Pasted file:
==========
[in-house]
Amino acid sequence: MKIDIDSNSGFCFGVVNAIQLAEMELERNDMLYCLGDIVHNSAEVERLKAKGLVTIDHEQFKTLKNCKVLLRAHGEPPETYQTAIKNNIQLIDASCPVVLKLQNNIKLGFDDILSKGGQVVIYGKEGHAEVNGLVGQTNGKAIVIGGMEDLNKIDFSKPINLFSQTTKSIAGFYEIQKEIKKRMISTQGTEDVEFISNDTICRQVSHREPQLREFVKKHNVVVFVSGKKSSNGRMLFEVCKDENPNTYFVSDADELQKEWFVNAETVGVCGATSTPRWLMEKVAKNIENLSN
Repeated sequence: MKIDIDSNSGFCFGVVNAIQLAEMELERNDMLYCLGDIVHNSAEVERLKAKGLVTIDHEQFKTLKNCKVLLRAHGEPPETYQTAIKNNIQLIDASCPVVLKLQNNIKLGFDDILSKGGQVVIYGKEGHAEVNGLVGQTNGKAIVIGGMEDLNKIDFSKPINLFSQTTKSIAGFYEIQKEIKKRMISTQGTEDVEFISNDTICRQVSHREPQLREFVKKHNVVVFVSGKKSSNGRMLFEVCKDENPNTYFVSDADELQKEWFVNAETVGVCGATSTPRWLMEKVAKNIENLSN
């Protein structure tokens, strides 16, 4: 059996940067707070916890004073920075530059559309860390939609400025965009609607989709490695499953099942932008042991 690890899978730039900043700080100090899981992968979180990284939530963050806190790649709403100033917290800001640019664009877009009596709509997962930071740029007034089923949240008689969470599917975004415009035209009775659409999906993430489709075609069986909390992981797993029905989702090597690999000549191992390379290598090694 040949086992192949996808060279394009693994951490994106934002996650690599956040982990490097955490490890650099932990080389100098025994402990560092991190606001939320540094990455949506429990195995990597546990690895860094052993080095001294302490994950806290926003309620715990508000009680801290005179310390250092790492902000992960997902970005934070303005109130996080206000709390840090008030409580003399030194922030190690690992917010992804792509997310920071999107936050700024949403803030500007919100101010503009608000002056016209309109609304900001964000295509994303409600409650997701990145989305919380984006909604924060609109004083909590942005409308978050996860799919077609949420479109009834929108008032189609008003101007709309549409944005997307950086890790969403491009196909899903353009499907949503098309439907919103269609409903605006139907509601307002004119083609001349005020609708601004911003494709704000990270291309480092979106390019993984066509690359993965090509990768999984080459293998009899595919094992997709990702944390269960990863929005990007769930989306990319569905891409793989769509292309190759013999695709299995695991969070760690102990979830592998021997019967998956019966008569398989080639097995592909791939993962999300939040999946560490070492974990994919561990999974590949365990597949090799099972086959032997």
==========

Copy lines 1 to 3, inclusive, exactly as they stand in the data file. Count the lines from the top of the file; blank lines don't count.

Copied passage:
[in-house]
Amino acid sequence: MKIDIDSNSGFCFGVVNAIQLAEMELERNDMLYCLGDIVHNSAEVERLKAKGLVTIDHEQFKTLKNCKVLLRAHGEPPETYQTAIKNNIQLIDASCPVVLKLQNNIKLGFDDILSKGGQVVIYGKEGHAEVNGLVGQTNGKAIVIGGMEDLNKIDFSKPINLFSQTTKSIAGFYEIQKEIKKRMISTQGTEDVEFISNDTICRQVSHREPQLREFVKKHNVVVFVSGKKSSNGRMLFEVCKDENPNTYFVSDADELQKEWFVNAETVGVCGATSTPRWLMEKVAKNIENLSN
Repeated sequence: MKIDIDSNSGFCFGVVNAIQLAEMELERNDMLYCLGDIVHNSAEVERLKAKGLVTIDHEQFKTLKNCKVLLRAHGEPPETYQTAIKNNIQLIDASCPVVLKLQNNIKLGFDDILSKGGQVVIYGKEGHAEVNGLVGQTNGKAIVIGGMEDLNKIDFSKPINLFSQTTKSIAGFYEIQKEIKKRMISTQGTEDVEFISNDTICRQVSHREPQLREFVKKHNVVVFVSGKKSSNGRMLFEVCKDENPNTYFVSDADELQKEWFVNAETVGVCGATSTPRWLMEKVAKNIENLSN